What do you recall regarding the band’s first gig?
The first gig was in the music room upstairs at the Bridge Hotel in Newcastle-upon-Tyne. We had put posters up for weeks beforehand in the surrounding towns to encourage people to turn up. To be fair, the room was pretty full when we hit the stage, and when the smoke bombs cleared, we were in all our glory trying to convince everybody that the original songs they were listening to would be the next big thing!
What was the sequence of events leading up to the signing with MCA Records? What did their courtship look like?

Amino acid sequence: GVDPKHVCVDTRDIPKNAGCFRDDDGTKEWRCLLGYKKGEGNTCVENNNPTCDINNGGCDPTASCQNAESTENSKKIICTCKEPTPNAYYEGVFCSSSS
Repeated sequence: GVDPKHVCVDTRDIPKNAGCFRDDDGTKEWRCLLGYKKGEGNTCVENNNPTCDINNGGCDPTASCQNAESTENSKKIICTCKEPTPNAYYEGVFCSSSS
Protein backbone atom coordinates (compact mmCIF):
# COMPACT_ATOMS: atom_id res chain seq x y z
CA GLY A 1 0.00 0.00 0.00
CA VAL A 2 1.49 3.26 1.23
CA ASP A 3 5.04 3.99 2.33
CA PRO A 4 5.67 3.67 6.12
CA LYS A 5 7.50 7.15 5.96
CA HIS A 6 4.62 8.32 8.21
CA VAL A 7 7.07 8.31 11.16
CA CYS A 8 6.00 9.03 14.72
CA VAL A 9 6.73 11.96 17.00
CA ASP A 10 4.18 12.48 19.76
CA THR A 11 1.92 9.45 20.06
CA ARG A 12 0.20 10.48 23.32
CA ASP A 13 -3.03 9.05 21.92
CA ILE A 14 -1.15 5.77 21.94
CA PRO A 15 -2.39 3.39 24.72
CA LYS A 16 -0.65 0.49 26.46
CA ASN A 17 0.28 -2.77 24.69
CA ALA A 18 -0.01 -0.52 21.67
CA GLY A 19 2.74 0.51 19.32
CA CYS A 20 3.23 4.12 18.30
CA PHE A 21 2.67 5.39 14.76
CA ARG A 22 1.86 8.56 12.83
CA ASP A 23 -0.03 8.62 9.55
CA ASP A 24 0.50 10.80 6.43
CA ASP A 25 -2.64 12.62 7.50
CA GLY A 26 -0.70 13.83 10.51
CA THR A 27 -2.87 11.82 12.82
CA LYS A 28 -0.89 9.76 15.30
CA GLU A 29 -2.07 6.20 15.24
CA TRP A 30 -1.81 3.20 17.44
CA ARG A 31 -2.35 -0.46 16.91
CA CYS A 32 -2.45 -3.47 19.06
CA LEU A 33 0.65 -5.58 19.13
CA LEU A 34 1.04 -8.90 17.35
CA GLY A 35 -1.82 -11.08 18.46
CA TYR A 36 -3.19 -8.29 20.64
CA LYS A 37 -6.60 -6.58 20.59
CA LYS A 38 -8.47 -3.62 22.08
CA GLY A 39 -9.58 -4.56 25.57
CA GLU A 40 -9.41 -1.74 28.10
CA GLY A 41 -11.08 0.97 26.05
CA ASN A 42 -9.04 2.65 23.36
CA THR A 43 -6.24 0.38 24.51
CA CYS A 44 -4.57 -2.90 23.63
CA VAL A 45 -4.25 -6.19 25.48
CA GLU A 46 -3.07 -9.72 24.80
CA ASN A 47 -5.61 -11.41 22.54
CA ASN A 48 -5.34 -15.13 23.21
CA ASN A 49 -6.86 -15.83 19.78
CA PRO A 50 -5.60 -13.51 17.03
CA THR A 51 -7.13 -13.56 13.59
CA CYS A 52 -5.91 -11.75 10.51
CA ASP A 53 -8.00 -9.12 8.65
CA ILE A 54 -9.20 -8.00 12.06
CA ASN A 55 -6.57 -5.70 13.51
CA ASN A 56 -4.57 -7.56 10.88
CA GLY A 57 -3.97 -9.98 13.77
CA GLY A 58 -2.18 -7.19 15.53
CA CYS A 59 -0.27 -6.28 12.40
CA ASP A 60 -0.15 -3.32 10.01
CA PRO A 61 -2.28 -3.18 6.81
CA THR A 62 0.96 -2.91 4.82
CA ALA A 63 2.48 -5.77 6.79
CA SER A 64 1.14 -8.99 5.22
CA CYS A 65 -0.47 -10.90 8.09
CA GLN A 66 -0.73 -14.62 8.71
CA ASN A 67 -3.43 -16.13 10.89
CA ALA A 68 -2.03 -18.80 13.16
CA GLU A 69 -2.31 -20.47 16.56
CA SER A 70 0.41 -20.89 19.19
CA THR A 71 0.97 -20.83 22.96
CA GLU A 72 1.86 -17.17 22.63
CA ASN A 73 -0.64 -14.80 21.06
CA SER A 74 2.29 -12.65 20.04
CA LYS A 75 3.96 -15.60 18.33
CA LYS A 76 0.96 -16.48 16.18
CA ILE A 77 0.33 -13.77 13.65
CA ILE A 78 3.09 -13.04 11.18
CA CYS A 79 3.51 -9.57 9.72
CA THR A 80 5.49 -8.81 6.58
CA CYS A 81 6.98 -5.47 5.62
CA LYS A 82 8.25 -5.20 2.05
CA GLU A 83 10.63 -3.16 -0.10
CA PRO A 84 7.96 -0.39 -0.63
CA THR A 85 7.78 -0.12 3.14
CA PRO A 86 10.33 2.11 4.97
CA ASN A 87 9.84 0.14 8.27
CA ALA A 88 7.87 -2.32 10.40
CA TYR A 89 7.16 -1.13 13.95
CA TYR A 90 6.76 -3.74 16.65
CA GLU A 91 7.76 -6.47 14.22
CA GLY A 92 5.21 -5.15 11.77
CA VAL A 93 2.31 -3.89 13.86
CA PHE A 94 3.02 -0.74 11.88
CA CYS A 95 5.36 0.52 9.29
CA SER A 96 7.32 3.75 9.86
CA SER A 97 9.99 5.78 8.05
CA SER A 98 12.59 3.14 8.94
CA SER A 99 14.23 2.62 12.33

With our rising popularity and the newly released single, “Don’t Touch Me There,” all the major record companies took an interest in us. Our management secured a deal with MCA records in late 1979; things took off for the band from that point.
Tygers of Pan Tang’s debut record, Wild Cat, is a classic. What are your memories?
The album’s writing was done two years before we did the recording. We were playing most of the songs in our live set. This had a distinct advantage because when we came to record the songs, they were already road-worn and easy to lay down on tape. I can tell you we all had an amazing feeling about Wildcat. It was just so easy to make, and it sounded huge!
Spellbound and Crazy Nights followed, which featured John Sykes. What immediate changes did the inclusion of John have on the band?